Since 2004, ALA’s Schneider Family Book Award has honored an author or illustrator for a title that embodies an artistic expression of the disability experience for child and adolescent audiences. In 2020, the “teen” category prize went to screenwriter and first-time novelist Karol Ruth Silverstein’s Cursed, published in 2019 by Charlesbridge Teen. Readers meet 14-year-old […]
PLA Contributor Author Archive
We have often looked to retail to borrow marketing, merchandising, and materials arrangement ideas, but few of us have considered the other bookstore model—the deliberate design of customer service transactions—for inspiration in understanding how the consumer environment has changed around us. Strengthening the interpersonal components of user experience is something every library can and should do, especially in these most uncertain of times.
This year, May 10-14, 2021 marks United for Infrastructure Week. This week presents a wonderful opportunity for libraries to position themselves as critical infrastructure, and to advocate for the Build America’s Libraries Act to support that role. The Build America’s Libraries Act, introduced in the Senate and House by Senator Jack Reed (D-RI), and Representatives Andy Levin (D-MI) and […]
The survey comments indicated that inadequate support has two main characteristics: lack of access to paid leave and caregiver accommodations, and lack of flexibility, especially for part-time staff. A lack of support can have serious consequences for individual staff members, libraries, and the profession as a whole. It is a particularly pressing issue within the library profession as it is predominantly female, and women are more likely to be caregivers.
Globe at Night asks volunteers to go outside and measure light pollution in their communities using either the naked eye or a simple piece of equipment called a Sky Quality Meter.
It’s April: Citizen Science Month! There are hundreds of online events and ways to engage, including many opportunities from libraries around the world. Looking to do some projects inside, where you live? Check out the below projects. Then, discover additional events and opportunities on CitizenScienceMonth.org.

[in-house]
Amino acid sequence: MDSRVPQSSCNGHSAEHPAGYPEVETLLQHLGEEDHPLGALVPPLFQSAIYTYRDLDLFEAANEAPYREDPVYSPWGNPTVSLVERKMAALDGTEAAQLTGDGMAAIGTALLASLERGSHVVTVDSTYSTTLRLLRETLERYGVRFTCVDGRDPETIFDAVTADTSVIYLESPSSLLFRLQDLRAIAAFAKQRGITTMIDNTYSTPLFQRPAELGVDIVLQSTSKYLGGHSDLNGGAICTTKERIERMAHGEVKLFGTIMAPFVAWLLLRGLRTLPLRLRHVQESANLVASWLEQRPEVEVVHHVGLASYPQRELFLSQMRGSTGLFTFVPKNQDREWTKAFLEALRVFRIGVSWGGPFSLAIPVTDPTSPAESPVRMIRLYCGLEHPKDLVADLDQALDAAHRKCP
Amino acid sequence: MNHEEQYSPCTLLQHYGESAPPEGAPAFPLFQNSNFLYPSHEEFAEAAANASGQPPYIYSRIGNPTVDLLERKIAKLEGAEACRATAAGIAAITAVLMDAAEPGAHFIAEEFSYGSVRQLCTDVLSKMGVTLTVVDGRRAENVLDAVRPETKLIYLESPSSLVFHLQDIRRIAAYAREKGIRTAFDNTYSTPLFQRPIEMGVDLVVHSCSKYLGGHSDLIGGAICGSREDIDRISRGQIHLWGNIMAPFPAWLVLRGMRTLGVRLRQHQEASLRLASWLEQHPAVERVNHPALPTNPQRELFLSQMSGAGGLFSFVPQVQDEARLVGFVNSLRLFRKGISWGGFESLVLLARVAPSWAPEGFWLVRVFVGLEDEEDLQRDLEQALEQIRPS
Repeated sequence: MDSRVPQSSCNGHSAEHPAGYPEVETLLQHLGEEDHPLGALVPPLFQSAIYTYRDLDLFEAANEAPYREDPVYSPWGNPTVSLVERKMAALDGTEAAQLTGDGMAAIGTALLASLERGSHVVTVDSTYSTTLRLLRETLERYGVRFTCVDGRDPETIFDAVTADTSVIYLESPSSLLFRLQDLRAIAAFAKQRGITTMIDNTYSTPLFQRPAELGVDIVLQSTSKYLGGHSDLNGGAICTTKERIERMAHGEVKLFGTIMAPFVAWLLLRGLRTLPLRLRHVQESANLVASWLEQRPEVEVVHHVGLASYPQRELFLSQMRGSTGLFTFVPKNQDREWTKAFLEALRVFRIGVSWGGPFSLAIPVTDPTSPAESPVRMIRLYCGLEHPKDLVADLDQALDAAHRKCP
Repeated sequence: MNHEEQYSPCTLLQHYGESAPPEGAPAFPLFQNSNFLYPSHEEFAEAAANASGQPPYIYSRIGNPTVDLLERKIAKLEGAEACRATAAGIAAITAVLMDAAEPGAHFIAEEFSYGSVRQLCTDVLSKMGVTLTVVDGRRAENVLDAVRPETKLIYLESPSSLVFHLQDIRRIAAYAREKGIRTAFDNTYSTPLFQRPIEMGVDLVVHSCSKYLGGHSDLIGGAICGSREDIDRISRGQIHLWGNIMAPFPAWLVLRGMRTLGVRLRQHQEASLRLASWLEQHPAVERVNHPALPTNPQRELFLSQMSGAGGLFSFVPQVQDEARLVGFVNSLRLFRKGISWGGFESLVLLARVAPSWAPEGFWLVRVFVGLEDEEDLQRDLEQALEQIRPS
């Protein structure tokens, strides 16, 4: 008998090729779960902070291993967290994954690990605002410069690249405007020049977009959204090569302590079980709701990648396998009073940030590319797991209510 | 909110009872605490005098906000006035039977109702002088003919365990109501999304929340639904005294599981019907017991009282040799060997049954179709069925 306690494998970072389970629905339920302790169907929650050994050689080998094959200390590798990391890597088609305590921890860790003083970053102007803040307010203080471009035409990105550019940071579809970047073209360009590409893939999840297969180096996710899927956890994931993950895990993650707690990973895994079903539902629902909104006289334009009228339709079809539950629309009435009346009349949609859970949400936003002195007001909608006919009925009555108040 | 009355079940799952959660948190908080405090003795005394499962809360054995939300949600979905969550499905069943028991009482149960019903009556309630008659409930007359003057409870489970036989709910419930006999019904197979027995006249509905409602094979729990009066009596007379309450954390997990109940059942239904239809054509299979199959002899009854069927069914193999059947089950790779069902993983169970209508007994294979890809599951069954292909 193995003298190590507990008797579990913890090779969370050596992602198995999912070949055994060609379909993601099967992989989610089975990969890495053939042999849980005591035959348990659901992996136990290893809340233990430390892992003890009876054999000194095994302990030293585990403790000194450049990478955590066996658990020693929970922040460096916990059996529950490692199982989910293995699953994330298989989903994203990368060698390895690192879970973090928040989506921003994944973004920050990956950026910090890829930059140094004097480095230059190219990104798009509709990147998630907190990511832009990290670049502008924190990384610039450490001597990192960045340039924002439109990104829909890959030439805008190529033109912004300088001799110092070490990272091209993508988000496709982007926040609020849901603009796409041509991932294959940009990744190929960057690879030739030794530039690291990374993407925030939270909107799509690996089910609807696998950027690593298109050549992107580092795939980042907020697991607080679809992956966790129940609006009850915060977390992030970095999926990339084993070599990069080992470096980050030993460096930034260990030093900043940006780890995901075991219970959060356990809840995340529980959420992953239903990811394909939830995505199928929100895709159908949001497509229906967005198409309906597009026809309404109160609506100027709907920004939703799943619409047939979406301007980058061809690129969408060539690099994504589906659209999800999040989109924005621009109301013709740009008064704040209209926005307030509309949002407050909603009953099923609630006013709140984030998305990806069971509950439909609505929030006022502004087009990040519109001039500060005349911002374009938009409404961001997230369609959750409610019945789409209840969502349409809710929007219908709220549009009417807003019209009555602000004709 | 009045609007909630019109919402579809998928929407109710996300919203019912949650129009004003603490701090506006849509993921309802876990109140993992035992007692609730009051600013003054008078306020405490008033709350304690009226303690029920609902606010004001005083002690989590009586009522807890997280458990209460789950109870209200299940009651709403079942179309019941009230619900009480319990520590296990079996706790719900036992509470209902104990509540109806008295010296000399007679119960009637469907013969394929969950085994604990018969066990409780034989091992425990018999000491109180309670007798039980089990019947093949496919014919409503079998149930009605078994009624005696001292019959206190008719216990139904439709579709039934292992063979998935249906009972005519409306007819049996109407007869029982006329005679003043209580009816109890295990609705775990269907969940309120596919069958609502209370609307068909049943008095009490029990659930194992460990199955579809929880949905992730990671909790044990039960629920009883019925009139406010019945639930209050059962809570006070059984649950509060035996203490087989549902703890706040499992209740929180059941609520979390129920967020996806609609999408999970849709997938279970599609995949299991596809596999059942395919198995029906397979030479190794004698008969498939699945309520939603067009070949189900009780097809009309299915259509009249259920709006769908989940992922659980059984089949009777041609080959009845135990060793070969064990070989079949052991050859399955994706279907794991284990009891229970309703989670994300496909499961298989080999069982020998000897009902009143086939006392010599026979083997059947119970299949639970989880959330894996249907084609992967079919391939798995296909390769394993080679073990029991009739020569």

In 2020 the Public Library Association (PLA) and the American Library Association (ALA) conducted two surveys about the impact of COVID-19 on libraries. Following on from that, PLA’s “Survey of the Public Library Field” in February 2021 asked library staff about the impact of the pandemic on them as individuals. The survey received 2,967 responses. […]
This April, explore over 100 events planned around everything from measuring light pollution to counting caterpillars.
Improving their communities’ digital literacy is important for public libraries as they seek to live up to their mission. The challenge has taken on new urgency as we fight against the economic costs of the pandemic.
Allen County Public Library has strategically incorporated logic models and outcome measurement in planning and evaluating programs and services in a relatively short amount of time by using Project Outcome tools as a central part of an overall shift to a more outward-facing approach to library services.
Libraries, as critical local infrastructure, are always tuned into the emerging needs of their communities and are ready to respond with timely and relevant resources and services. This includes support for the local business community. Existing and aspiring small business owners and entrepreneurs can leverage library resources and programming to bolster their businesses.
Development of computational thinking skills can begin in very early childhood, helping to foster creative problem solvers capable of solving 21st century challenges. By intentionally incorporating, modeling, and making computational thinking skills accessible in your programs and services during this time and beyond, you can empower and support families in this realm.
The Public Library Association (PLA), a division of the American Library Association (ALA), calls on public library workers to commit to structural change and to taking action to end systemic racism and injustice.
Now more than ever, our libraries must prioritize not only the physical safety of our staff members but also their mental health. I see this as both compassionate workplace policy and a customer service issue. As libraries and our community partners attempt to do more with less, as stability in our lives decreases, we must do what we can to take care of one another so that our libraries may then take care of our patrons.
What are public libraries meant to do for their communities? How does the changing nature of our community also change our mission? And when crisis strikes, disrupting the assumptions, routines, and procedures of “business as usual,” what is the impact on the social role of our institution?